“Rabbit rabbit" is a common British superstition. The most common modern version states that a person should say “rabbit, rabbit, white rabbit”, “rabbit, rabbit, rabbit”, “rabbits, rabbits, rabbits”, “rabbit, rabbit” or simply “white rabbits” upon waking on the first day of each new month, and on doing so will receive good luck for the duration of that month.
The exact origin of the superstition is unknown, though it has appeared in print at least as early as 1922:
“Why,” the man in the brown hat laughed at him, “I thought everybody knew ’Rabbit, rabbit, rabbit.’ If you say ‘Rabbit, rabbit, rabbit’—three times, just like that—first thing in the morning on the first of the month, even before you say your prayers, you’ll get a present before the end of the month.”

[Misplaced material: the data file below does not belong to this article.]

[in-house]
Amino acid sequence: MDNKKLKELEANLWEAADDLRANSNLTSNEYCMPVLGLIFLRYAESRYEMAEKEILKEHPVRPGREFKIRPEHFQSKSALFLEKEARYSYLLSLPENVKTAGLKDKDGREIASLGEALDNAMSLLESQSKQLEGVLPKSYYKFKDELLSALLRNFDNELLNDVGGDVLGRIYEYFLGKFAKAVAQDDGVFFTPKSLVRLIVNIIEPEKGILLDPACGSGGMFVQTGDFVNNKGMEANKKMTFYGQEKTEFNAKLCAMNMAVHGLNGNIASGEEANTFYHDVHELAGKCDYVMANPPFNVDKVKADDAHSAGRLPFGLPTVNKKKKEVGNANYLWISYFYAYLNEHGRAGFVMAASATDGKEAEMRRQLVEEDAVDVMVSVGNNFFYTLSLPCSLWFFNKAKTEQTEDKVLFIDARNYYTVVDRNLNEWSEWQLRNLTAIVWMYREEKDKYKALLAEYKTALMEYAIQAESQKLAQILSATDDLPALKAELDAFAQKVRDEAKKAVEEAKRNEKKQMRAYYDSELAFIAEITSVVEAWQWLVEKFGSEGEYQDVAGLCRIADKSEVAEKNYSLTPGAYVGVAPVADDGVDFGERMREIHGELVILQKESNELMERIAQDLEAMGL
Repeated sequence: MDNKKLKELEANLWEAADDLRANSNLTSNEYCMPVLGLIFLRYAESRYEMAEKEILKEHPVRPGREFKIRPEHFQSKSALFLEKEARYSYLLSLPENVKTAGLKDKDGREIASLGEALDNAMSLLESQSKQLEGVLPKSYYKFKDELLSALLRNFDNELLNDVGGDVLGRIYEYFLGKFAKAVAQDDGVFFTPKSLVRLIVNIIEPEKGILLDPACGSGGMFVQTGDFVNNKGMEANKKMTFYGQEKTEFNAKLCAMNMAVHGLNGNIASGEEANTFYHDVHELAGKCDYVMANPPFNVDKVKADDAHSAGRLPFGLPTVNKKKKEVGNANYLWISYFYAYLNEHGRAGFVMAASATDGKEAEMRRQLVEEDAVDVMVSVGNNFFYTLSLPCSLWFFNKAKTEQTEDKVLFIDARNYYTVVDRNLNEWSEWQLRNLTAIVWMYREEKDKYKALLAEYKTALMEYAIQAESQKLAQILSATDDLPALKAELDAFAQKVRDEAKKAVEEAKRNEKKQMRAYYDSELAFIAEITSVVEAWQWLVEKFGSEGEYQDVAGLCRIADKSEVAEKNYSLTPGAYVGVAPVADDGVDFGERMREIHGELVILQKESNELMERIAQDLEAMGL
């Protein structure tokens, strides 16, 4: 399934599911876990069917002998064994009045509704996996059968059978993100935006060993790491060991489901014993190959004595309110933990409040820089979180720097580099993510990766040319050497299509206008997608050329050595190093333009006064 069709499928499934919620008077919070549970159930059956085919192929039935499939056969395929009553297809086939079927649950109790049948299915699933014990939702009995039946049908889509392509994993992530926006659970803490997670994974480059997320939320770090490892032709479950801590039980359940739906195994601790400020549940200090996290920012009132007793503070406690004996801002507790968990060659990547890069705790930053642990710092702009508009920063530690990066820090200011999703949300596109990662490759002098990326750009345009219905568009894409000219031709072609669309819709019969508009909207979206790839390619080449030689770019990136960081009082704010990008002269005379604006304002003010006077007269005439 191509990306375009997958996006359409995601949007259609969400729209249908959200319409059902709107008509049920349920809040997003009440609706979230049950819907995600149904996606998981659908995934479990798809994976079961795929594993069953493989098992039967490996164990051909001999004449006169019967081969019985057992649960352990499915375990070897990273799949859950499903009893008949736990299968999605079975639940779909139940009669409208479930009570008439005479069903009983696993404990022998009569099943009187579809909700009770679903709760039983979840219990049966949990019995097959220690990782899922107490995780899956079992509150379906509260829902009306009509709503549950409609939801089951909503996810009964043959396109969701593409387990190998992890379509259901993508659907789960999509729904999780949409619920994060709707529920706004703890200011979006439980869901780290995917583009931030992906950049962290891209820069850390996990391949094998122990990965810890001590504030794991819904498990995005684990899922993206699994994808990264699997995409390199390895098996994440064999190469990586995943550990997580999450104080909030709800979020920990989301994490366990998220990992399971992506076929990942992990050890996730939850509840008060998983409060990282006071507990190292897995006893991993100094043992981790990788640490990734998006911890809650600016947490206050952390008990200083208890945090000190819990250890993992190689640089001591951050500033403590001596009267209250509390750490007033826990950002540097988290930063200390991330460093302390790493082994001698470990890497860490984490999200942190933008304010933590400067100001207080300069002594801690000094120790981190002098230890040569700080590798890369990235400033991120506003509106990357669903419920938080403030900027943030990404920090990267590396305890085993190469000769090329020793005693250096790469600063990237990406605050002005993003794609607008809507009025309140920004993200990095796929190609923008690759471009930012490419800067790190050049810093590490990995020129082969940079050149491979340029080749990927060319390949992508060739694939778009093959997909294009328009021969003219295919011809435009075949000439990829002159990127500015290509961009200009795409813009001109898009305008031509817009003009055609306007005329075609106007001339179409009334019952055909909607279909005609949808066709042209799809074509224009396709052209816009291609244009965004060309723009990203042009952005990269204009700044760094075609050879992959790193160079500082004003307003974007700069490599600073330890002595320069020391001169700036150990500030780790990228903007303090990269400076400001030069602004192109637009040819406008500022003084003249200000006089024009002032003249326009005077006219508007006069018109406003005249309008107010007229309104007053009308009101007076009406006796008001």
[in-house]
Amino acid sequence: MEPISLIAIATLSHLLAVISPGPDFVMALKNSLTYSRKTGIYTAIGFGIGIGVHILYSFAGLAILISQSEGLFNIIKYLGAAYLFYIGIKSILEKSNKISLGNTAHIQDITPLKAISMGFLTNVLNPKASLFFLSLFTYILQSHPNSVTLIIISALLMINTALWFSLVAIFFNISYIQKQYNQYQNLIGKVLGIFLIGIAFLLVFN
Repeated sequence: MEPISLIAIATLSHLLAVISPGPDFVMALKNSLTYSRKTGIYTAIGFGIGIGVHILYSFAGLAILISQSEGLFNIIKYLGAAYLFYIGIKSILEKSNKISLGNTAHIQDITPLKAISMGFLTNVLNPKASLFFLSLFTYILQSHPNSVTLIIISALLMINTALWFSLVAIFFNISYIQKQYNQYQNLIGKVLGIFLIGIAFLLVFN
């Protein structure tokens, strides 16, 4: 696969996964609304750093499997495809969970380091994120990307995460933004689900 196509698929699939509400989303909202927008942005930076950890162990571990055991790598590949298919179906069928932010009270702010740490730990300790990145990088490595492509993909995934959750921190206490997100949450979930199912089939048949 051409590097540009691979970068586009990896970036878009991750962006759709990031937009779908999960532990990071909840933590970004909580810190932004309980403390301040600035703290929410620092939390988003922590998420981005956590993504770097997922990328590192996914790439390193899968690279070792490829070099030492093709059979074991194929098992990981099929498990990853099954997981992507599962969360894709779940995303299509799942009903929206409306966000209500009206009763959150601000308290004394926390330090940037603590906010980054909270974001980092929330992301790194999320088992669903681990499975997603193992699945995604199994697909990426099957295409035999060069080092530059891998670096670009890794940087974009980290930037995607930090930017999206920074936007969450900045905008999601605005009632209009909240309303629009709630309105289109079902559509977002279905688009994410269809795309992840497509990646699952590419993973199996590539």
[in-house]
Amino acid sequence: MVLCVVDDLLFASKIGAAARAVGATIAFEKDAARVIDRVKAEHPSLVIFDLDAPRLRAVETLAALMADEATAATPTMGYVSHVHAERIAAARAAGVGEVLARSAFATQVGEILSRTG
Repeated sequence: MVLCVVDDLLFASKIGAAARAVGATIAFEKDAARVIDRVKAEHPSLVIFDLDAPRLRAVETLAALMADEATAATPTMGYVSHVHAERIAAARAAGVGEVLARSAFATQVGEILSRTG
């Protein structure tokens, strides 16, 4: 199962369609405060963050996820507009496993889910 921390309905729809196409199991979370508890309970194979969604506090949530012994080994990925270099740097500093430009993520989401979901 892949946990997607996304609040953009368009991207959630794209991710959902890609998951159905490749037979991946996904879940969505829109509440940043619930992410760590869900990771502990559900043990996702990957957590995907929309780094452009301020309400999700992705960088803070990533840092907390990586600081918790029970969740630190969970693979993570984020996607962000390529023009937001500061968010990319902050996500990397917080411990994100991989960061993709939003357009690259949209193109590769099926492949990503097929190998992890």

However, some reports place its origins even earlier, into the 1800s. Today it has spread to most of the English-speaking countries of the world, although, like all folklore, determining its exact area of distribution is difficult. This superstition is related to the broader belief in the rabbit or hare being a “lucky” animal, as exhibited in the practice of carrying a rabbit’s foot for luck. Some have also believed it represents jumping into the future and moving ahead with life and happiness.
[Photo of Karl Szmolinsky holding Robert the Flemish Giant via Hoax-Slayer]